Demo reel courtesy of Fuji Heavy Industries: https://www.youtube.com/watch?v=6IH_yiauYWU

  9. Christian says:

    Move to California.

  10. Step 1: complain
    Step 2: Find indoor hobby like D&D or a tabletop game like X-Wing or Settlers of Catan
    Step 3: Become VERY well acquainted with your local craft breweries

  11. Joe Musashi says:

    Keep it inside a garage, and not live somewhere that snows.

  12. Andrew L says:

    I went car shopping last year, when I knew I was going to be moving from Tennessee to Cleveland, Ohio, and I figured my Z31 300ZX would no longer be a reasonable all-season daily driver. So after much hemming and protesting my wife’s admittedly reasonable stance against importing an Alto Works RS-R (“But it’s 4WD!”) I settled on a 2016 Subaru WRX. A more reasonable variant of the AWD + fun equation, modern Rexes look like respectable sedans to your in-laws but can still tear up some mountain roads while you blast Yellow Magic Orchestra. Win-win.

    So I was prepared for the Great North’s infamous winters and lake-effect snow. The thing I wasn’t prepared for at all was what complete garbage the roads are up here. For the uninitiated, the quality of your average Cleveland street is somewhere between a construction zone and Fallujah in the spring of 2004. As such, the hard suspension, low stance and bolstered seats in my WRX are absolutely murderous. Every trip to the store, once a joy on the glassy byways of the Neverwinter South, has now become something akin to that Namco F-1 arcade game from the ’70s, except instead of dodging Ferraris and Lotuses, you’re constantly swerving to avoid dodgy asphalt patchwork, compressed mounds of diamond-hard ice that never melts, massive sharp edged steel plates in the road and Sarlacc-Pit-scale pot holes.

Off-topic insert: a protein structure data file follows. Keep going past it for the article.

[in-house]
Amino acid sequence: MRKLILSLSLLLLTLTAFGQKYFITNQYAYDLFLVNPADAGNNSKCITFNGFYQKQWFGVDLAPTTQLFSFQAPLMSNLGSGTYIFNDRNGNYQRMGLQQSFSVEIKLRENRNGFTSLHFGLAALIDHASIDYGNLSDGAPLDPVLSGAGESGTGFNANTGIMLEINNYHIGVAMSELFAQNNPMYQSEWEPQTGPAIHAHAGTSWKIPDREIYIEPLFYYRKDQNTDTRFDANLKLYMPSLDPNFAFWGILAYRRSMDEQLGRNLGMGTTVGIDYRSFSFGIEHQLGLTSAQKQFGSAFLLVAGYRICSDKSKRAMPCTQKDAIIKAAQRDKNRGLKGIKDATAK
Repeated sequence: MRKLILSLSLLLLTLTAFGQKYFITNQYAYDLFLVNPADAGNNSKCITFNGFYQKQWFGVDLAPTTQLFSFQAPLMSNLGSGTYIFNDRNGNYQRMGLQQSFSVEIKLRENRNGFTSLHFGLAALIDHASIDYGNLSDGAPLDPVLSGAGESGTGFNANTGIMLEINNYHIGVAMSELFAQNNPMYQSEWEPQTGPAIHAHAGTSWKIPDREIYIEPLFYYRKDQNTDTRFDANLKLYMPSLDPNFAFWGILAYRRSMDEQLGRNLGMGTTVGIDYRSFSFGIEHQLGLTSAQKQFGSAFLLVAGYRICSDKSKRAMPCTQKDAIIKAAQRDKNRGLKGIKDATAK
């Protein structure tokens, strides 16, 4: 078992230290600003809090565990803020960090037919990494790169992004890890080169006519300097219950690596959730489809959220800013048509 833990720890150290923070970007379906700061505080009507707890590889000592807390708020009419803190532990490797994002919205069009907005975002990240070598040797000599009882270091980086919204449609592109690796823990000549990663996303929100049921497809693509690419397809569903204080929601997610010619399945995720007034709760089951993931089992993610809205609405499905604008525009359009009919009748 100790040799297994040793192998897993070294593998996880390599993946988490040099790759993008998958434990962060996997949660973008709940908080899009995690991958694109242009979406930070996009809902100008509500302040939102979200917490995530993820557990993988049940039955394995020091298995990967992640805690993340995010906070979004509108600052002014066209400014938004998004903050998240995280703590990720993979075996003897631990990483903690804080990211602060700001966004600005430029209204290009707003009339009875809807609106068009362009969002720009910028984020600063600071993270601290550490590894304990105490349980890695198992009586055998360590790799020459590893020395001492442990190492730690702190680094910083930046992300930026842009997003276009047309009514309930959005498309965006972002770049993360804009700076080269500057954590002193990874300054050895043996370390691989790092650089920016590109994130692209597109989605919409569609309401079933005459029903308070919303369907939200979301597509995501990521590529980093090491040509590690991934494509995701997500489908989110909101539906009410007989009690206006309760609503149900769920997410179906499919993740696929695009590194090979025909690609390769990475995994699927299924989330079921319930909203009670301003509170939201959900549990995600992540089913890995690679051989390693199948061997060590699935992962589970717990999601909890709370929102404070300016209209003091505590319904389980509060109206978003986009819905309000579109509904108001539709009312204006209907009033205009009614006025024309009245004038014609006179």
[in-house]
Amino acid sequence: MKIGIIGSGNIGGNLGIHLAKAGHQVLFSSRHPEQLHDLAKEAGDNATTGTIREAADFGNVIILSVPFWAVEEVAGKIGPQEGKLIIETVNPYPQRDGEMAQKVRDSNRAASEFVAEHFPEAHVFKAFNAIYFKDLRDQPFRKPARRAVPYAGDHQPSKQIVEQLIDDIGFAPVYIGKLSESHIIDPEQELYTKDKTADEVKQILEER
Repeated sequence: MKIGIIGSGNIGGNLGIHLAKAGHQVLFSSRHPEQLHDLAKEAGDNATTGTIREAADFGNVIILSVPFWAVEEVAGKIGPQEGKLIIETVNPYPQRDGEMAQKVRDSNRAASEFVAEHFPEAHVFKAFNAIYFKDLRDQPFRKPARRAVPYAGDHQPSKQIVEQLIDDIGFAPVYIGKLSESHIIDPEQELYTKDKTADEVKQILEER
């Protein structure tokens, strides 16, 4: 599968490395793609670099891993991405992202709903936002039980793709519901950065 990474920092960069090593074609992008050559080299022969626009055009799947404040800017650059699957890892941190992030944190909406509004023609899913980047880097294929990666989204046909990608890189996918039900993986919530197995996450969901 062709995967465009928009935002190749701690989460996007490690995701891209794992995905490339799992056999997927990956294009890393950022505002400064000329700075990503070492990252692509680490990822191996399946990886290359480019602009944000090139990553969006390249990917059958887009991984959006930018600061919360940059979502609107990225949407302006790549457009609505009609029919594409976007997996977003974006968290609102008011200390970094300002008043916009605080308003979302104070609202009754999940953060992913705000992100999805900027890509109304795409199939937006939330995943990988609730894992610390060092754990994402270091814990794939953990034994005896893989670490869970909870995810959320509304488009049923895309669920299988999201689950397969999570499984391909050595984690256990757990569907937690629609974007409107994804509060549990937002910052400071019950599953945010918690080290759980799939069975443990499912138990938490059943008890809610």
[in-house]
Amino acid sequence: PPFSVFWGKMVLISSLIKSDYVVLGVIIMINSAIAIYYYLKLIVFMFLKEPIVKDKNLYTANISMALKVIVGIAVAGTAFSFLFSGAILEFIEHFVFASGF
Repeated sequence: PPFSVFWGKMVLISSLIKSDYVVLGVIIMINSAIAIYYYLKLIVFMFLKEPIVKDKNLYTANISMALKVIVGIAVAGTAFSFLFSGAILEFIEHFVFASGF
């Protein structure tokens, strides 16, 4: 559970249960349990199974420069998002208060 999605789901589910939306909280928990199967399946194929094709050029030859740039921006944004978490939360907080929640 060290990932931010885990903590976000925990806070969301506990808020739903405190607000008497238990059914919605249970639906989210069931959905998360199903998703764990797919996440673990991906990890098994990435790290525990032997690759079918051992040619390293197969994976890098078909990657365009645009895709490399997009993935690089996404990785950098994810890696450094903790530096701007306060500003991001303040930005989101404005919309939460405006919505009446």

And so, ironically enough I find myself leaving the AWD winter specialist in the garage and cruising town in my old RWD Z31. The aging, floaty stock suspension and tired seats used to be near the top of my project list, but up here they’re assets! Besides, a large part of the fun of nostalgic-era vehicles is how accessible their limits are, and that’s doubly true in a couple inches of fresh snow.

  13. Joe Hornberger says:

    For car-based questions, the answer is always Miata! Except for when it snows. Winter adversaries are quelled with this answer, Subaru! Just maybe not necessarily a 360…

  14. ol shel says:

    Part of me wants to try to rustproof every square inch of one of my 510s and see if I could keep it solid while still using it in the winter. I’m sure i could protect it, but the trick would be to not get lazy. I’d have to get underneath it every season, spraying treatment into every void and removing and greasing any fastener that is vulnerable… yeah, I probably couldn’t do it. I’m too lazy.

    But prices on 13″ snow tires are so darn cheap….